BERLIN — More than 200 people packed the Berlin Community Building on Thursday to rally Democrats for the upcoming primary and general elections to restore Pennsylvania's focus on jobs and prosperity.
Democratic candidates for office, mostly uncontested, spoke at the Somerset County Democratic Spring Banquet to remind party faithful that every election matters — and to drum up support for contested races both in the county and across the state.
John Wozniak said.
Among the speakers facing opposition on ballots, William Seger, of Windber, is running for district judge in his hometown. He hopes to replace retired District Judge Joseph Cannoni. Seger has practiced law in the region for 26 years and serves as solicitor for the Somerset County Tax Claim Bureau, Windber Municipal Authority, Windber Zoning Board and the Windber Planning Commission.
"I'm going to get this out of the way right off the bat," Seger said to laughter. "Please vote for me."
Seger spoke of his experience, including having more than 1,000 criminal and civil magistrate level hearings under his belt. But he also talked about a lack of excitement that he's seeing while going door-to-door meeting voters in the Windber area.
"I'm noticing this primary is not generating a lot of buzz," Seger said. "People don't know when the primary is. I know I'm preaching to the choir. I'm asking you to reach out to someone who may not got out and vote. This is the election that affects people's lives the most."
Joe Waters, a municipal court judge from Philadelphia, is facing opposition in his quest for state Superior Court. A Marine Corps veteran and Fulbright scholar who grew up in city housing projects, Waters vowed to be fair and compassionate if elected.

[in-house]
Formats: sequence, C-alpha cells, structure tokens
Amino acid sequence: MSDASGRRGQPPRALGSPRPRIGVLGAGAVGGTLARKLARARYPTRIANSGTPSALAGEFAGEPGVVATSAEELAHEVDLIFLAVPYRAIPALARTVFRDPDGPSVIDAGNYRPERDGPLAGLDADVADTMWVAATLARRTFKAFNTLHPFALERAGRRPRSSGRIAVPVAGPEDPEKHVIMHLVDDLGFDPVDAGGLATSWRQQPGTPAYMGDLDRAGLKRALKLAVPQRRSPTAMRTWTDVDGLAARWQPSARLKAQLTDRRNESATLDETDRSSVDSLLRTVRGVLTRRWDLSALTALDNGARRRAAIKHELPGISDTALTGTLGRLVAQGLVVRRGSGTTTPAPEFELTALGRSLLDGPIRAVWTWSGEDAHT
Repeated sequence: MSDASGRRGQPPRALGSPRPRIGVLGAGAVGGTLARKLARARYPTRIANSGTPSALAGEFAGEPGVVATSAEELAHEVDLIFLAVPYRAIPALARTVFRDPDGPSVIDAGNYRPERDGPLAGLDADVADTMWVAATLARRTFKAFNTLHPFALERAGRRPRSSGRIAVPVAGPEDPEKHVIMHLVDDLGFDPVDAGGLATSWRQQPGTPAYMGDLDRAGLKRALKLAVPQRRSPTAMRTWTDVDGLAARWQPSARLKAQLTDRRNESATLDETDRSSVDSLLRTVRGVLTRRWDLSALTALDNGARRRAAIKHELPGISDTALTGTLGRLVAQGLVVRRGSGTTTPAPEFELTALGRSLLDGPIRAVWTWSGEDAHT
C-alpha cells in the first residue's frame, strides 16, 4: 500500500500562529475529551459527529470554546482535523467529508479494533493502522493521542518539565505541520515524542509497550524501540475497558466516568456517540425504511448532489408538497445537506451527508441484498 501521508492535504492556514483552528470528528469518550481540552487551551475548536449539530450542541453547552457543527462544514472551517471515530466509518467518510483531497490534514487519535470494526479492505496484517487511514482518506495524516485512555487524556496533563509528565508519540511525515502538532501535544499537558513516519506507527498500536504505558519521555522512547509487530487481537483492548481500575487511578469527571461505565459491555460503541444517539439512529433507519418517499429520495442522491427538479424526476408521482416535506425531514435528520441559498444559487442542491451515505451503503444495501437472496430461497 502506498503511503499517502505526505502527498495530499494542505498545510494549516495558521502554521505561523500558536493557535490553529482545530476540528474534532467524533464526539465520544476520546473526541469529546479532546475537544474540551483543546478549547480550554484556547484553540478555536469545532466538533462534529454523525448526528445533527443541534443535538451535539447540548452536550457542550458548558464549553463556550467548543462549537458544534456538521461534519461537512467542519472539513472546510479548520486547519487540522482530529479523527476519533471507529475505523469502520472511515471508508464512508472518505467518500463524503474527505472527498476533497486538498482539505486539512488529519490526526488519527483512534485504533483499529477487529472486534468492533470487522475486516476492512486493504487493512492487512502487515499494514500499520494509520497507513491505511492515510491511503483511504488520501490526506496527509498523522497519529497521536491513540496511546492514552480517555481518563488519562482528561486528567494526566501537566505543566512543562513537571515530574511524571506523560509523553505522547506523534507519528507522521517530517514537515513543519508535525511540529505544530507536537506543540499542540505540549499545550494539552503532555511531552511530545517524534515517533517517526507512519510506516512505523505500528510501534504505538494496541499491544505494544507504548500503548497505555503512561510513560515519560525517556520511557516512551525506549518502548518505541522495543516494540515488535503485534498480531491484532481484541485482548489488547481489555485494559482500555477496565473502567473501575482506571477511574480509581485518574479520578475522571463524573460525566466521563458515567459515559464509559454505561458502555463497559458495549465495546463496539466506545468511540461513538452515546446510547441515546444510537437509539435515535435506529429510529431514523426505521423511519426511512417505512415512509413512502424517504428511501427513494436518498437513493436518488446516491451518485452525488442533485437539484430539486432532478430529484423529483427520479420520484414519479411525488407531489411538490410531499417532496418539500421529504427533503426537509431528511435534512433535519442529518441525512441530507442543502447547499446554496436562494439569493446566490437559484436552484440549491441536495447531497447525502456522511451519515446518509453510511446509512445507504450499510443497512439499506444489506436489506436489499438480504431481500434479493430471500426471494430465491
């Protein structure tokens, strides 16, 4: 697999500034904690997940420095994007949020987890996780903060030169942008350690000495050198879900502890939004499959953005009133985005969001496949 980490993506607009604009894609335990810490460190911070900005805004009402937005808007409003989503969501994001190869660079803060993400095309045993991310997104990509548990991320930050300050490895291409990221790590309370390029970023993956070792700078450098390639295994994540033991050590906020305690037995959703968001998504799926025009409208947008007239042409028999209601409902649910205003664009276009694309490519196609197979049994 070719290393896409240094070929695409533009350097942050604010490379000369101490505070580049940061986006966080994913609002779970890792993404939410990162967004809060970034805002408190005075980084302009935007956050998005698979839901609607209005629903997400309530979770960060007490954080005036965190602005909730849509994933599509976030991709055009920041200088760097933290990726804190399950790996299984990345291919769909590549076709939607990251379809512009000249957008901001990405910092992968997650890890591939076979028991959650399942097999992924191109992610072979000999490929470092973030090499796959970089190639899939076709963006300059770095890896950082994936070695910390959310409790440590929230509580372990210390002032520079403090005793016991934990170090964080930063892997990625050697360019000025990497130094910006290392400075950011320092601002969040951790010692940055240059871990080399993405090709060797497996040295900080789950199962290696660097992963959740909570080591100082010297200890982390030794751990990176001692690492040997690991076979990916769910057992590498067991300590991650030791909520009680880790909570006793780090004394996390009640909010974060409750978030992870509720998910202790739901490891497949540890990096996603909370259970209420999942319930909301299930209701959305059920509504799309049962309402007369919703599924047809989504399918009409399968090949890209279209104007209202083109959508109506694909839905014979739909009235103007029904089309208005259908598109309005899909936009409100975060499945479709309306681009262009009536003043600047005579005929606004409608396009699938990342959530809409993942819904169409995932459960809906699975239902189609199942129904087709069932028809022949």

"I grew up in a housing project," Waters said. "I've dodged mortgage payments. I've dodged bill collectors. I know what it's like to struggle."
Waters hit on a recurring theme Thursday, that the Democratic Party is the party of the lower and middle class, the party to restore prosperity to all Pennsylvanians. Speakers pushed to help the middle class and to create jobs.
"I believe all of us can have world-class public educations for all of our children," said Max Myers, a Democratic candidate for governor in 2014.
Mark Smith, a candidate for lieutenant governor in 2014, and a current Bradford County commissioner, spoke about his humble roots, his road to success and why he is a proud Democrat.
"This is the reason," Smith said. "We lead by picking people up, not by leaving people behind."
Unopposed Somerset County row office incumbents took the opportunity to thank county residents, the county Democratic Party and their staffs for making it "a pleasure to go to work every day."
"I love my job," said Somerset County Prothonotary Angie Svonavec, who has served for 16 years. "Thank you all for trusting me as your prothonotary. But I can't do it alone. My staff is here, and I want to thank them."
Svonavec introduced each of her staff members, as did Somerset County Treasurer Donna Schmitt, who first ran for office in 1989. For the past four elections, she's been unopposed.
"I just want to thank everyone in this room," Schmitt said. She thanked her staff and family as well before hurrying the speeches along.
"The NFL draft is on and the Steelers are picking at 10 o'clock," Schmitt said to laughter.
Another oft-repeated theme Thursday was praise for Somerset County Democratic Committee Chairwoman Shelley Glessner. Glessner, who is a candidate herself, running for auditor in Lincoln Township, was praised for putting the event together and for having it at the Berlin Community Building.
"One thing you can say about Somerset County, you don't go away from here hungry," said Brad Koplinski, a Harrisburg councilman running for lieutenant governor in 2014.